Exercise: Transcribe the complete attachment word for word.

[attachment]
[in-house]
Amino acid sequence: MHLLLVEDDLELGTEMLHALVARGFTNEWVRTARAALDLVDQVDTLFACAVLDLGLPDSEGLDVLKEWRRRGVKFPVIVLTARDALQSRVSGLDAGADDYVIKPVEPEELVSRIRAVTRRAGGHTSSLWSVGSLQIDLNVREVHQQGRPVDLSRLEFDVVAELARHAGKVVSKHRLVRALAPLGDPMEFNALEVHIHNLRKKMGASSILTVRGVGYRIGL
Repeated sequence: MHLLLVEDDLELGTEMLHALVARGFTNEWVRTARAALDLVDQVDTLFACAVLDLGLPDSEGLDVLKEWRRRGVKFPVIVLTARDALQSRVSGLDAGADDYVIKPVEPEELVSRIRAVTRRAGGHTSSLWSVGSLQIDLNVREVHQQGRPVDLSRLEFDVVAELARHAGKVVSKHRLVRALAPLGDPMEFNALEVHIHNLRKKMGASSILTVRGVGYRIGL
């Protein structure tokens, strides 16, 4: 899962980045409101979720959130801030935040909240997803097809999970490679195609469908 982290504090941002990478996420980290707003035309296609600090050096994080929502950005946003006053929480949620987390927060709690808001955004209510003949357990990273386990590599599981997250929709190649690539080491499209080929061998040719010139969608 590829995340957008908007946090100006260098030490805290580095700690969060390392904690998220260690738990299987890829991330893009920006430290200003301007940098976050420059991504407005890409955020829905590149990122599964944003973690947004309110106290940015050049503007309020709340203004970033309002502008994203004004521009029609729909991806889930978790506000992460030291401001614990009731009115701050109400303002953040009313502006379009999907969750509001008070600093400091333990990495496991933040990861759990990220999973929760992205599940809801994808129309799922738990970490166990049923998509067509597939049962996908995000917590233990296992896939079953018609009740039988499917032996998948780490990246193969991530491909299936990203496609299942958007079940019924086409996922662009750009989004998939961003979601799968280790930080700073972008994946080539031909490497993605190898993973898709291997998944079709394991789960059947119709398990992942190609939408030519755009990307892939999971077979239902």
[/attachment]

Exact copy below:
[in-house]
Amino acid sequence: MHLLLVEDDLELGTEMLHALVARGFTNEWVRTARAALDLVDQVDTLFACAVLDLGLPDSEGLDVLKEWRRRGVKFPVIVLTARDALQSRVSGLDAGADDYVIKPVEPEELVSRIRAVTRRAGGHTSSLWSVGSLQIDLNVREVHQQGRPVDLSRLEFDVVAELARHAGKVVSKHRLVRALAPLGDPMEFNALEVHIHNLRKKMGASSILTVRGVGYRIGL
Repeated sequence: MHLLLVEDDLELGTEMLHALVARGFTNEWVRTARAALDLVDQVDTLFACAVLDLGLPDSEGLDVLKEWRRRGVKFPVIVLTARDALQSRVSGLDAGADDYVIKPVEPEELVSRIRAVTRRAGGHTSSLWSVGSLQIDLNVREVHQQGRPVDLSRLEFDVVAELARHAGKVVSKHRLVRALAPLGDPMEFNALEVHIHNLRKKMGASSILTVRGVGYRIGL
């Protein structure tokens, strides 16, 4: 899962980045409101979720959130801030935040909240997803097809999970490679195609469908 982290504090941002990478996420980290707003035309296609600090050096994080929502950005946003006053929480949620987390927060709690808001955004209510003949357990990273386990590599599981997250929709190649690539080491499209080929061998040719010139969608 590829995340957008908007946090100006260098030490805290580095700690969060390392904690998220260690738990299987890829991330893009920006430290200003301007940098976050420059991504407005890409955020829905590149990122599964944003973690947004309110106290940015050049503007309020709340203004970033309002502008994203004004521009029609729909991806889930978790506000992460030291401001614990009731009115701050109400303002953040009313502006379009999907969750509001008070600093400091333990990495496991933040990861759990990220999973929760992205599940809801994808129309799922738990970490166990049923998509067509597939049962996908995000917590233990296992896939079953018609009740039988499917032996998948780490990246193969991530491909299936990203496609299942958007079940019924086409996922662009750009989004998939961003979601799968280790930080700073972008994946080539031909490497993605190898993973898709291997998944079709394991789960059947119709398990992942190609939408030519755009990307892939999971077979239902």